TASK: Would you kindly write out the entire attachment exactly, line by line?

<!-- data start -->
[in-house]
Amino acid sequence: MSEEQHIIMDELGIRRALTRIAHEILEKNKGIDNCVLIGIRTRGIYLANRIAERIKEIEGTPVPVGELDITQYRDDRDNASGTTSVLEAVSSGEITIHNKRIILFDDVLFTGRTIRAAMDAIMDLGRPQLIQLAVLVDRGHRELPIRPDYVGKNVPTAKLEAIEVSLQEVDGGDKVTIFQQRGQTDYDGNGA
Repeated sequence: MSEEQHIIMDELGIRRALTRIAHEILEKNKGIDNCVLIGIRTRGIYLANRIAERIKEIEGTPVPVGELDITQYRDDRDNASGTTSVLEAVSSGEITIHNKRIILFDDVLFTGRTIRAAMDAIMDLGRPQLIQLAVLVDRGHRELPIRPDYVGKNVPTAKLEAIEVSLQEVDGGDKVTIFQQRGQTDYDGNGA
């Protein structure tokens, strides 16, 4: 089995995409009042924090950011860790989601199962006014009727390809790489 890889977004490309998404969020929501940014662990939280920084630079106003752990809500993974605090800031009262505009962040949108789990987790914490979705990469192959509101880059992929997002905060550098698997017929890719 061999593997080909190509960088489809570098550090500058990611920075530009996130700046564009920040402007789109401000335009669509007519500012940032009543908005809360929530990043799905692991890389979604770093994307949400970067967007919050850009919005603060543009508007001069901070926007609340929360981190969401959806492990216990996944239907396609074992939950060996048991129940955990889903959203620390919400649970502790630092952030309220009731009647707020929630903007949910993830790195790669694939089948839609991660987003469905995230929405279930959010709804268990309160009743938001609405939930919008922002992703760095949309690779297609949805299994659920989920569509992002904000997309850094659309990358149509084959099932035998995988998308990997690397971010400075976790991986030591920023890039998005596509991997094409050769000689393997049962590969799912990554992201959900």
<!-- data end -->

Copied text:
[in-house]
Amino acid sequence: MSEEQHIIMDELGIRRALTRIAHEILEKNKGIDNCVLIGIRTRGIYLANRIAERIKEIEGTPVPVGELDITQYRDDRDNASGTTSVLEAVSSGEITIHNKRIILFDDVLFTGRTIRAAMDAIMDLGRPQLIQLAVLVDRGHRELPIRPDYVGKNVPTAKLEAIEVSLQEVDGGDKVTIFQQRGQTDYDGNGA
Repeated sequence: MSEEQHIIMDELGIRRALTRIAHEILEKNKGIDNCVLIGIRTRGIYLANRIAERIKEIEGTPVPVGELDITQYRDDRDNASGTTSVLEAVSSGEITIHNKRIILFDDVLFTGRTIRAAMDAIMDLGRPQLIQLAVLVDRGHRELPIRPDYVGKNVPTAKLEAIEVSLQEVDGGDKVTIFQQRGQTDYDGNGA
């Protein structure tokens, strides 16, 4: 089995995409009042924090950011860790989601199962006014009727390809790489 890889977004490309998404969020929501940014662990939280920084630079106003752990809500993974605090800031009262505009962040949108789990987790914490979705990469192959509101880059992929997002905060550098698997017929890719 061999593997080909190509960088489809570098550090500058990611920075530009996130700046564009920040402007789109401000335009669509007519500012940032009543908005809360929530990043799905692991890389979604770093994307949400970067967007919050850009919005603060543009508007001069901070926007609340929360981190969401959806492990216990996944239907396609074992939950060996048991129940955990889903959203620390919400649970502790630092952030309220009731009647707020929630903007949910993830790195790669694939089948839609991660987003469905995230929405279930959010709804268990309160009743938001609405939930919008922002992703760095949309690779297609949805299994659920989920569509992002904000997309850094659309990358149509084959099932035998995988998308990997690397971010400075976790991986030591920023890039998005596509991997094409050769000689393997049962590969799912990554992201959900």